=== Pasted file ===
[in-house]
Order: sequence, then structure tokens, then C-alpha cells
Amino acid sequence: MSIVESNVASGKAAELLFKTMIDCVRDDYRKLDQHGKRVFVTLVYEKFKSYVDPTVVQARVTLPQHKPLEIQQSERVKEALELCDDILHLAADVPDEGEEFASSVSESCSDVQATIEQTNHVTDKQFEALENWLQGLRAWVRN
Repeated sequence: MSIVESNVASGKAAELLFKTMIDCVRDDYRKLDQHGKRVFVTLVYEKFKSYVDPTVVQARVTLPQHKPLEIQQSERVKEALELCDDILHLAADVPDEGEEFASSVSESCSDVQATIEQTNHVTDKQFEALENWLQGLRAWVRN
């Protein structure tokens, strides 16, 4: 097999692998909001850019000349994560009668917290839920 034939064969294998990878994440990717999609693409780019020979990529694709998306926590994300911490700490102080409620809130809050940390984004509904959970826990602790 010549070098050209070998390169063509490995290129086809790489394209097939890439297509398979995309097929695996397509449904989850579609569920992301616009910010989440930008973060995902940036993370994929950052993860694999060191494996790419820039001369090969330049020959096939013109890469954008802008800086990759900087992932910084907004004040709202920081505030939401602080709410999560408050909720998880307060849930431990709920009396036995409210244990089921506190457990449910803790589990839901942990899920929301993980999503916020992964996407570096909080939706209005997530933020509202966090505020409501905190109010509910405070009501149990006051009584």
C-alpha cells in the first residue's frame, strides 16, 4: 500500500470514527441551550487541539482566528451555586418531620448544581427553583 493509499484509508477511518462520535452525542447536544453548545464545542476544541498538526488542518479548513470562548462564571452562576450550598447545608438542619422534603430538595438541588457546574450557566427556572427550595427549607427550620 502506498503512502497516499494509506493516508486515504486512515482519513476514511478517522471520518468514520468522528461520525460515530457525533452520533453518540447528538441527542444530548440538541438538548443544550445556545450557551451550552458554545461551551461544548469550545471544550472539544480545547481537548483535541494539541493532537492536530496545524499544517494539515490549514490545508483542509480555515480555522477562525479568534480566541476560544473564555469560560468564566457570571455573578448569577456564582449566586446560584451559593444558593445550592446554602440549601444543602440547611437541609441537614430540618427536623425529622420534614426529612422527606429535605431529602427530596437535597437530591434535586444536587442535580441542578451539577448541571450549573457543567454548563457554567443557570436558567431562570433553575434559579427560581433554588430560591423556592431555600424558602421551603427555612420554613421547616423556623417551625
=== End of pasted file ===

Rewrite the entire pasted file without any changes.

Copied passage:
[in-house]
Order: sequence, then structure tokens, then C-alpha cells
Amino acid sequence: MSIVESNVASGKAAELLFKTMIDCVRDDYRKLDQHGKRVFVTLVYEKFKSYVDPTVVQARVTLPQHKPLEIQQSERVKEALELCDDILHLAADVPDEGEEFASSVSESCSDVQATIEQTNHVTDKQFEALENWLQGLRAWVRN
Repeated sequence: MSIVESNVASGKAAELLFKTMIDCVRDDYRKLDQHGKRVFVTLVYEKFKSYVDPTVVQARVTLPQHKPLEIQQSERVKEALELCDDILHLAADVPDEGEEFASSVSESCSDVQATIEQTNHVTDKQFEALENWLQGLRAWVRN
């Protein structure tokens, strides 16, 4: 097999692998909001850019000349994560009668917290839920 034939064969294998990878994440990717999609693409780019020979990529694709998306926590994300911490700490102080409620809130809050940390984004509904959970826990602790 010549070098050209070998390169063509490995290129086809790489394209097939890439297509398979995309097929695996397509449904989850579609569920992301616009910010989440930008973060995902940036993370994929950052993860694999060191494996790419820039001369090969330049020959096939013109890469954008802008800086990759900087992932910084907004004040709202920081505030939401602080709410999560408050909720998880307060849930431990709920009396036995409210244990089921506190457990449910803790589990839901942990899920929301993980999503916020992964996407570096909080939706209005997530933020509202966090505020409501905190109010509910405070009501149990006051009584």
C-alpha cells in the first residue's frame, strides 16, 4: 500500500470514527441551550487541539482566528451555586418531620448544581427553583 493509499484509508477511518462520535452525542447536544453548545464545542476544541498538526488542518479548513470562548462564571452562576450550598447545608438542619422534603430538595438541588457546574450557566427556572427550595427549607427550620 502506498503512502497516499494509506493516508486515504486512515482519513476514511478517522471520518468514520468522528461520525460515530457525533452520533453518540447528538441527542444530548440538541438538548443544550445556545450557551451550552458554545461551551461544548469550545471544550472539544480545547481537548483535541494539541493532537492536530496545524499544517494539515490549514490545508483542509480555515480555522477562525479568534480566541476560544473564555469560560468564566457570571455573578448569577456564582449566586446560584451559593444558593445550592446554602440549601444543602440547611437541609441537614430540618427536623425529622420534614426529612422527606429535605431529602427530596437535597437530591434535586444536587442535580441542578451539577448541571450549573457543567454548563457554567443557570436558567431562570433553575434559579427560581433554588430560591423556592431555600424558602421551603427555612420554613421547616423556623417551625